How parasites react to the mouse immune system may help to shape their control

Oct 19, 2010

How parasites use different life-history strategies to beat our immune systems may also provide insight into the control of diseases, such as elephantiasis and river blindness, which afflict some of the world's poorest communities in tropical South-East Asia, Africa and Central America. The research is due to be published next week in the online, open-access journal PLoS Biology.

The study, led by Dr Simon Babayan of the University of Edinburgh, showed using a of parasite infection (for diseases such as elephantiasis) that when the parasitic worms enter the body, they are potentially able to adjust their survival strategy relative to the strength of the host's immune system. When the immune reaction is strong, the parasites accelerate their growth rate to produce offspring earlier and in greater numbers, ensuring the continued spread of the disease. The authors note that additional work will be required to confirm whether such a response is adaptive and to tease out the mechanisms involved.

, which causes swelling of the legs, and , are both caused by spread by black flies and mosquitoes. No vaccines for these conditions currently exist. Those affected can be left disfigured, vulnerable to illness, and unable to work, thus putting economic strain on affected societies.

The Edinburgh team will contribute their latest findings into an international project to create a vaccine that, when complimented by drug treatments, could help to eliminate these diseases.

Dr Babayan said: "Most vaccines mimic the natural immunity of people, but our research suggests this approach could be counterproductive for some parasitic diseases. We hope this latest finding will help inform the design of future vaccines against these infections Clinical trials analyse the impact of potential vaccines on host health; we suggest they should also focus on their impact on parasite life history."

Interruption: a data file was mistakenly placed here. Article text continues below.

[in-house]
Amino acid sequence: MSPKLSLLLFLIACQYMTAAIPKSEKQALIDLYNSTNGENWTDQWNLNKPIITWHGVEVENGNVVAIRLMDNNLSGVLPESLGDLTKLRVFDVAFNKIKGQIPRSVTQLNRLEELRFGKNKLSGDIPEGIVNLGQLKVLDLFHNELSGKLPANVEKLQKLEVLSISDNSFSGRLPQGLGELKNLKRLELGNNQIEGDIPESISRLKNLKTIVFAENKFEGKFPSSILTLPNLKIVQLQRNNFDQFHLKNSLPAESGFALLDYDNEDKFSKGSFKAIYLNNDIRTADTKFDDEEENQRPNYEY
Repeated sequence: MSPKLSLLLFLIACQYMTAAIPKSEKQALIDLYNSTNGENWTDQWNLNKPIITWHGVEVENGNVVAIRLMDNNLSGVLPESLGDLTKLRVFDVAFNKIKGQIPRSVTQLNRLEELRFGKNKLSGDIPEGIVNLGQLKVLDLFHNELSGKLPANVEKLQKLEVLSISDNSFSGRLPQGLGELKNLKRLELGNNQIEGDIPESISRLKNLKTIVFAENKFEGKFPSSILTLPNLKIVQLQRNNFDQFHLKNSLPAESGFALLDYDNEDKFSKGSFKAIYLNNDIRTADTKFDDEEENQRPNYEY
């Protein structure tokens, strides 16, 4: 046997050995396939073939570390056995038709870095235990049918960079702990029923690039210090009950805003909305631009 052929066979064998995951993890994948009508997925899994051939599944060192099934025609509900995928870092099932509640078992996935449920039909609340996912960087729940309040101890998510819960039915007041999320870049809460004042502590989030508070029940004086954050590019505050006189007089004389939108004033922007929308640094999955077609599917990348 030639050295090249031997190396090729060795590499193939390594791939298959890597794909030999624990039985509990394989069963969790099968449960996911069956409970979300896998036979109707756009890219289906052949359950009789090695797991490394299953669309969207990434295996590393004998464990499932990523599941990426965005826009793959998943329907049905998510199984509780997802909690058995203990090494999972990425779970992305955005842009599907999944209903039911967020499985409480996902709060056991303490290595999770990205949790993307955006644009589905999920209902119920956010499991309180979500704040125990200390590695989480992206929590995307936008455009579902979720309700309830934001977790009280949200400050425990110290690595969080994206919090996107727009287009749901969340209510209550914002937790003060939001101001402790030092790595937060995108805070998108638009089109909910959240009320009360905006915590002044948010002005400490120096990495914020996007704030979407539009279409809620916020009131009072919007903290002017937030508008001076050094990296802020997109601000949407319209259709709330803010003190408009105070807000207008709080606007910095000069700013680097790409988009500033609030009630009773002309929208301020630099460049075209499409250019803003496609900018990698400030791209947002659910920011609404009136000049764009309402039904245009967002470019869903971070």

Explore further: Bad reputation of crows demystified

More information: Babayan SA, Read AF, Lawrence RA, Bain O, Allen JE (2010) Filarial Parasites Develop Faster and Reproduce Earlier in Response to Host Immune Effectors That Determine Filarial Life Expectancy. PLoS Biol 8(10): e1000525. doi:10.1371/journal.pbio.1000525

add to favorites email to friend print save as pdf

Related Stories

Worms to help in medical research

Nov 07, 2005

Scientists at Edinburgh University in Scotland say the parasite called helminth could help find new treatments for conditions like asthma and hay fever.

Recommended for you

Bad reputation of crows demystified

Jan 23, 2015

In literature, crows and ravens arebad omens and are associated with witches. Most people believe they steal, eat other birds' eggs and reduce the populations of other birds. But a new study, which has brought ...

How gerbils orient in the light of the setting sun

Jan 23, 2015

A light brown remains light brown: For gerbils, the fur color of their conspecifics appears identical under different lighting conditions. The ability of color constancy in rodents has been demonstrated for ...

Snack attack: Bears munch on ants and help plants grow

Jan 22, 2015

Tiny ants may seem like an odd food source for black bears, but the protein-packed bugs are a major part of some bears' diets and a crucial part of the food web that not only affects other bugs, but plants too.

User comments : 0

Please sign in to add a comment. Registration is free, and takes less than a minute. Read more

Click here to reset your password.
Sign in to get notified via email when new comments are made.